George Stephanopoulos (left) and James Carville advised President Clinton during the 1992 election. Their strategic sessions in Clinton's "War Room" were filmed by Chris Hegedus and D.A. Pennebaker.
October Films/Everett Collection

I think everyone can agree that the Republican Party's search for its presidential nominee has been a long, strange trip. For me, one of the strangest things about it is that, after all this time, I barely know who's running Mitt Romney's, Rick Santorum's and Newt Gingrich's campaigns. You see, over the past 30 years, political strategists have gone from being shadowy figures to being celebrities in their own right.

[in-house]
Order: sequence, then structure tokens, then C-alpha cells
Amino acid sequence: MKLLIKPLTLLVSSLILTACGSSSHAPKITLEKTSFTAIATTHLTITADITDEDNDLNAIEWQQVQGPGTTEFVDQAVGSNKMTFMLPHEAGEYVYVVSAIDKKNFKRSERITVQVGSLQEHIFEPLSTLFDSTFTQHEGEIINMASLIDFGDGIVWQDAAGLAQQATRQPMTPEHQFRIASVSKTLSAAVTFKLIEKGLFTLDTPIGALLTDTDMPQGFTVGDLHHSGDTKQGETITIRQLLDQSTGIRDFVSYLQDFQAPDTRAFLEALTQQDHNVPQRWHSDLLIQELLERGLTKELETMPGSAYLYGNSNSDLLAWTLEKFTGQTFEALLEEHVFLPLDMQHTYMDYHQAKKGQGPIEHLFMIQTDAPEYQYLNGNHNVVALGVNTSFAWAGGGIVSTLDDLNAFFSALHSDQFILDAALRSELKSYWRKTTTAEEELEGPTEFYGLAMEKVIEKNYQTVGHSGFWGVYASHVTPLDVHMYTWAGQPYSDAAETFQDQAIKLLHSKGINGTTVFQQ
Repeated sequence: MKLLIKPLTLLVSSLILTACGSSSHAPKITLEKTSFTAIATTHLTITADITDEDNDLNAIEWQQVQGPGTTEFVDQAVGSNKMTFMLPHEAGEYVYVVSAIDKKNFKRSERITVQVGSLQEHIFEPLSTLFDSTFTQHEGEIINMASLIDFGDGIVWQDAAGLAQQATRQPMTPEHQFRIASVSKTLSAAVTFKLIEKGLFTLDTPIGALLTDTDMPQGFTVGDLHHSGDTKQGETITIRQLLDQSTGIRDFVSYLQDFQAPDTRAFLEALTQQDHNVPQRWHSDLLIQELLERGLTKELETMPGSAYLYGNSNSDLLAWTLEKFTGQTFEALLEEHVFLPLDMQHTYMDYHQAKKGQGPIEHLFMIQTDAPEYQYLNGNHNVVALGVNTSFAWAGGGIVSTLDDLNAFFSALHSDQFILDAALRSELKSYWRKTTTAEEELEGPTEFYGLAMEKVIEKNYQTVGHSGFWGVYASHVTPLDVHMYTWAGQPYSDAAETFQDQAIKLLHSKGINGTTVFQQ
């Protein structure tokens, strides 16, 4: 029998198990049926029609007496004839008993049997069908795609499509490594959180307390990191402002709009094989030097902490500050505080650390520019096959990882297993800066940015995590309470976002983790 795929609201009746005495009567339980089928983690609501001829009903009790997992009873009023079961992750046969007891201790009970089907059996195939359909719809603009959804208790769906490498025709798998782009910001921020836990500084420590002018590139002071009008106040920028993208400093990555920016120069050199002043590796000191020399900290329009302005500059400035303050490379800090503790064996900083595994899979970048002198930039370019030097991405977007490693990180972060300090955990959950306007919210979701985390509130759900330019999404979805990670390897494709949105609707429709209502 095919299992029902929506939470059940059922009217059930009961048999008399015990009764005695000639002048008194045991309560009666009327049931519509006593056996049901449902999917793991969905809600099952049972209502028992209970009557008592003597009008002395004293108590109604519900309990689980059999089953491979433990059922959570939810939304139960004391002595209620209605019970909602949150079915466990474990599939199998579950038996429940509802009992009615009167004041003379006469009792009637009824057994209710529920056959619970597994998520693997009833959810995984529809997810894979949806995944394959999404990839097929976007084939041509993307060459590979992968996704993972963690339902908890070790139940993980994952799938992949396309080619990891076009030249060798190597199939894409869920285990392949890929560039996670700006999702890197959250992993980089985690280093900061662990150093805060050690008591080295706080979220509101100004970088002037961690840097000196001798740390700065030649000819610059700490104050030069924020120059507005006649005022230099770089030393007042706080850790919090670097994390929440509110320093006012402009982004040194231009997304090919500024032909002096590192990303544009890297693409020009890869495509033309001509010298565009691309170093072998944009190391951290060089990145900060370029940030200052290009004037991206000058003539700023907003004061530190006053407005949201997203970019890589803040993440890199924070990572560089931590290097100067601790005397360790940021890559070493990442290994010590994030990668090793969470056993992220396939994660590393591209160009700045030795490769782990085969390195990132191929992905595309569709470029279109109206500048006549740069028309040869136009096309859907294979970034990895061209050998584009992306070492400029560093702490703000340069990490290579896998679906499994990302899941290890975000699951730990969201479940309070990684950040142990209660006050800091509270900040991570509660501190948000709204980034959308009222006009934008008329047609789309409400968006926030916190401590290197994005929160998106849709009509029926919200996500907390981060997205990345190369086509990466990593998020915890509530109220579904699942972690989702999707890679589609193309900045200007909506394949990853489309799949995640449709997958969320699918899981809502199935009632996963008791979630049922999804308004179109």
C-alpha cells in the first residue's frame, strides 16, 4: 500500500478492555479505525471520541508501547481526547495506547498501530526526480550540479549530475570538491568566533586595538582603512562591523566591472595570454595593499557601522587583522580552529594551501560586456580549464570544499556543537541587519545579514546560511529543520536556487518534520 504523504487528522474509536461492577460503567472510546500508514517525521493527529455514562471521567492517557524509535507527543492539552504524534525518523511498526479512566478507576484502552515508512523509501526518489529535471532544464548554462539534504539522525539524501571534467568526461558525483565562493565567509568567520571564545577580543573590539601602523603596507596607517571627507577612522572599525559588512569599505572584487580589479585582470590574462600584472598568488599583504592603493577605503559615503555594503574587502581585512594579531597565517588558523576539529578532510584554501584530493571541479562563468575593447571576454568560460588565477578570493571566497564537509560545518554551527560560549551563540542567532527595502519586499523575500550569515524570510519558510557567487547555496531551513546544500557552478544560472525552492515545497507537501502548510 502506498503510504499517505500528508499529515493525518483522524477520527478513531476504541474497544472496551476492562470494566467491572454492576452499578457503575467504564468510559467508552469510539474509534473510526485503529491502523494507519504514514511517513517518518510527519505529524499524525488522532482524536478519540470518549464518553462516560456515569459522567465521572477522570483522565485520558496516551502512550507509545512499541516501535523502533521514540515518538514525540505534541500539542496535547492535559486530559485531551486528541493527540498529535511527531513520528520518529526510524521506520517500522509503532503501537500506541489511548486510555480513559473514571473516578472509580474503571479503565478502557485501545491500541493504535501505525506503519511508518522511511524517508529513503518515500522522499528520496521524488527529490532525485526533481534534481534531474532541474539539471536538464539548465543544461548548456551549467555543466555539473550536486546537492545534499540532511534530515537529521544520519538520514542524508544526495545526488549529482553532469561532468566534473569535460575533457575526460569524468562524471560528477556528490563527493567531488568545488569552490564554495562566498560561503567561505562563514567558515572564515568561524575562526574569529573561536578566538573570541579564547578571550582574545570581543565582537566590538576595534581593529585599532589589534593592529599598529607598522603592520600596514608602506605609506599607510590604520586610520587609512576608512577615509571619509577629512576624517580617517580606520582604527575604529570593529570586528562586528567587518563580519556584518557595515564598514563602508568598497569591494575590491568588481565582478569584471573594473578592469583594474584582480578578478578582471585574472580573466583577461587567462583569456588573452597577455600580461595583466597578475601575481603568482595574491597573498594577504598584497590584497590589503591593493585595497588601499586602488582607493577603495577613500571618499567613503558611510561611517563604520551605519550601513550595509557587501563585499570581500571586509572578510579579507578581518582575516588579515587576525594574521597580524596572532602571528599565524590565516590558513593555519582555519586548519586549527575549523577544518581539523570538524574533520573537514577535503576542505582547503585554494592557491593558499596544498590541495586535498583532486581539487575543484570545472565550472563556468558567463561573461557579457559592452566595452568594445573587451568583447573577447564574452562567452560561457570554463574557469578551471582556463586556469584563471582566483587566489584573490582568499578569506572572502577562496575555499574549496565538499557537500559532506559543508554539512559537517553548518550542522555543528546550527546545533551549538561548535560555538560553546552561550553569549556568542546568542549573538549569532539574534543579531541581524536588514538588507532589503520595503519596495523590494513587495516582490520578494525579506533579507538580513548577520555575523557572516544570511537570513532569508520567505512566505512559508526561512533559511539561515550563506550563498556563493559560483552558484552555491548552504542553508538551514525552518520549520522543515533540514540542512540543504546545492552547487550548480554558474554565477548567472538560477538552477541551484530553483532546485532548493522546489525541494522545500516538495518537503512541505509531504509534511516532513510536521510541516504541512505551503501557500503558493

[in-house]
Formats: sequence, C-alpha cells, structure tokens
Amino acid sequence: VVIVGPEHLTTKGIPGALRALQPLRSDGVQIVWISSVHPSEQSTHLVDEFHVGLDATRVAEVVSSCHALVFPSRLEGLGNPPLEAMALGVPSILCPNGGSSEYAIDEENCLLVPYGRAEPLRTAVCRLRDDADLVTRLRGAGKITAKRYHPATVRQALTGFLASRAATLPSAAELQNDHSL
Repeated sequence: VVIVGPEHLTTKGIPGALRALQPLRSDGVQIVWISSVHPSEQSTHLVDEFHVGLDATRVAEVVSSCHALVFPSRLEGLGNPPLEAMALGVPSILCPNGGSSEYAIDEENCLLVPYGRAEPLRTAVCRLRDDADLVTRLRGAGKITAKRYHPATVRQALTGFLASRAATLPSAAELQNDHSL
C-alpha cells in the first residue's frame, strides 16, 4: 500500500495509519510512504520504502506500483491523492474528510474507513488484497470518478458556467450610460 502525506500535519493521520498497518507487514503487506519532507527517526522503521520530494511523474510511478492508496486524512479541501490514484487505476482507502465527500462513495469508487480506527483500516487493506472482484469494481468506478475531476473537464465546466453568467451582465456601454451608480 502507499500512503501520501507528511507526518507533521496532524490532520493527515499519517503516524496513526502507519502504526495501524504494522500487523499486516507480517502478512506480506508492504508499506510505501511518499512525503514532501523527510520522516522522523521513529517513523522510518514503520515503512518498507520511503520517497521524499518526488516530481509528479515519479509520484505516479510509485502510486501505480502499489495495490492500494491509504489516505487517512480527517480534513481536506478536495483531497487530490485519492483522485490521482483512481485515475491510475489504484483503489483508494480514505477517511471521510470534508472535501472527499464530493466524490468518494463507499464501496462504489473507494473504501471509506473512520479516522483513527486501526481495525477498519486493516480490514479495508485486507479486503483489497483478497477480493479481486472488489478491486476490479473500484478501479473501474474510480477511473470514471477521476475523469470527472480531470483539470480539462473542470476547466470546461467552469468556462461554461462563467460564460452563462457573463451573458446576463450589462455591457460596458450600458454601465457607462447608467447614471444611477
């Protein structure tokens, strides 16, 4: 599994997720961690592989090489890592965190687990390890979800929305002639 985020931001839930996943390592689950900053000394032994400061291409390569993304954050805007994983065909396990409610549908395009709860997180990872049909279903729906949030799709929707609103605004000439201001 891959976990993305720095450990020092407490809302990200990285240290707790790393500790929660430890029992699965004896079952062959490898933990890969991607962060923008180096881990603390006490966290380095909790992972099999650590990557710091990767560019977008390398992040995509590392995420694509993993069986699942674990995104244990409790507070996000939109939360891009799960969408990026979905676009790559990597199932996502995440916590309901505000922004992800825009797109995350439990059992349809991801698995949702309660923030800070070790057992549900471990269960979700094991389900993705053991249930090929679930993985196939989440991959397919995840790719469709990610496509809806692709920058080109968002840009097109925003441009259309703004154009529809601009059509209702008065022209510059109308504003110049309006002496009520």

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Movie Reviews
9:53 am
Wed February 22, 2012

After 'Putin's Kiss,' A Young Girl's Change Of Heart

The documentary Putin's Kiss charts four years in the life of Masha Drokova, who became famous as the girl who publicly kissed Vladimir Putin.
Courtesy of the filmmaker

There's a great moment in Tom Stoppard's play Jumpers when a husband tries to convince his wife that an election has been democratic. "I had a vote," he tells her, to which she replies, "It's not the voting that's democracy; it's the counting."

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Movie Reviews
10:52 am
Thu January 19, 2012

In 'Miss Bala,' Bullets And Beauty Pageants Collide

Stephanie Sigman plays Laura, a beauty queen drawn into the world of Mexican drug cartels, in the film Miss Bala.
20th Century Fox

Originally published on Thu January 19, 2012 12:57 pm